BOSTON, April 27, 2011 (GLOBE NEWSWIRE) -- Yusuf Badibanga, a nine year old boy from Democratic Republic of Congo, has received life saving surgery and treatment at Shriners Hospitals for Children® - Boston after sustaining severe electrical burns while playing hide and seek near a power station by his home.
Yusuf was burned from his chest to his face in 2008, when he was 6 years old. His father initially borrowed $100 from friends to pay for transportation to the Good Shepherd Hospital in Tshikaji Congo. The doctors at Good Shepherd amputated his right arm and when they had done all they could for Yusuf, they looked to volunteers from a North Carolina Presbyterian church who began raising funds in 2009 to bring him to the United States for treatment.
When contacted by church members, Shriners Hospitals for Children® – Boston agreed to accept Yusuf Badibanga as a patient. The severity of the burns caused his affected areas to contract inwards during the three years since the accident, leaving Yusuf's head falling to his right shoulder. Yusuf and his father arrived in Boston from the Democratic Republic of the Congo in January, 2011 and in February, underwent a five-hour procedure, in which surgeons grafted skin from his thigh to his upper right side. The surgery, followed by extensive therapy, has allowed Yusuf to hold his head upright and given him more comfort and mobility.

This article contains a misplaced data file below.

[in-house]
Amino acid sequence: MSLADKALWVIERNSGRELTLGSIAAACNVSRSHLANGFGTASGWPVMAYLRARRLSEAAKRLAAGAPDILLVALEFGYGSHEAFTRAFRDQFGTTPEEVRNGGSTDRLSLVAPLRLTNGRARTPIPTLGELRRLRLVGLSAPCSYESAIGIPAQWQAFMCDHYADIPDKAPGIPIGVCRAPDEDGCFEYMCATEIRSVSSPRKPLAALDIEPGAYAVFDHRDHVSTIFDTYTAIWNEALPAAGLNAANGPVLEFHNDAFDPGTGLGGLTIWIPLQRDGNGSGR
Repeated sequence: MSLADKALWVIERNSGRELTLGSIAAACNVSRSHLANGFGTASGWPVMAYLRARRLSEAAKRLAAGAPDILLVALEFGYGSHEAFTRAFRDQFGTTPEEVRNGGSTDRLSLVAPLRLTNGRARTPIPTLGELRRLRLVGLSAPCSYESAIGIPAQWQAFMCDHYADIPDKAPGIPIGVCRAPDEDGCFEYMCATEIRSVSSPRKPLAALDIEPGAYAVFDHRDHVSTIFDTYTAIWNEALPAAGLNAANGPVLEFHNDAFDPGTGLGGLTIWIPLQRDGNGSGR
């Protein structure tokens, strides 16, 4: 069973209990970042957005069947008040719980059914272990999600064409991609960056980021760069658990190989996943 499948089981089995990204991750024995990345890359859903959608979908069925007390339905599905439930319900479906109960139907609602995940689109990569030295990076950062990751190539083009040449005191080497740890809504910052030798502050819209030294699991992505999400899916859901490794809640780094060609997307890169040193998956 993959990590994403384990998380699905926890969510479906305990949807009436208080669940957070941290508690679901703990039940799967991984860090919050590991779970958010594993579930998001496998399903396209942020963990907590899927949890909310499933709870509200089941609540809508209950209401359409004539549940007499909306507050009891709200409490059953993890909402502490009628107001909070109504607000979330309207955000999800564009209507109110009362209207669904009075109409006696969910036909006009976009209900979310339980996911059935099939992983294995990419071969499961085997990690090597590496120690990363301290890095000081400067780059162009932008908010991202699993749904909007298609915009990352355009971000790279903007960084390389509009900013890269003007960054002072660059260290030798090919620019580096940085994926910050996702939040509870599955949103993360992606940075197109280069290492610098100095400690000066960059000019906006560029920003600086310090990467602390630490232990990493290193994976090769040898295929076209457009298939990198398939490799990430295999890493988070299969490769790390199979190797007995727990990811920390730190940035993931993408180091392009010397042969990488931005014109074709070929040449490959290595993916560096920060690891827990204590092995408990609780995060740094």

He and his father are thankful for the wonderful medical treatment he has received. They plan to return home in May with a group from Myers Park Presbyterian. Before he leaves Boston, doctors plan to fit Yusuf with a prosthetic arm.
Shriners Hospitals for Children-Boston
About Shriners Hospitals for Children®
Shriners Hospitals for Children® is a health care system of 22 hospitals dedicated to improving the lives of children by providing pediatric specialty care, innovative research, and outstanding teaching programs for medical professionals. Children up to age 18 with orthopaedic conditions, burns, spinal cord injuries, and cleft lip and palate are eligible for care and receive all services in a family-centered environment, regardless of the patients' ability to pay.
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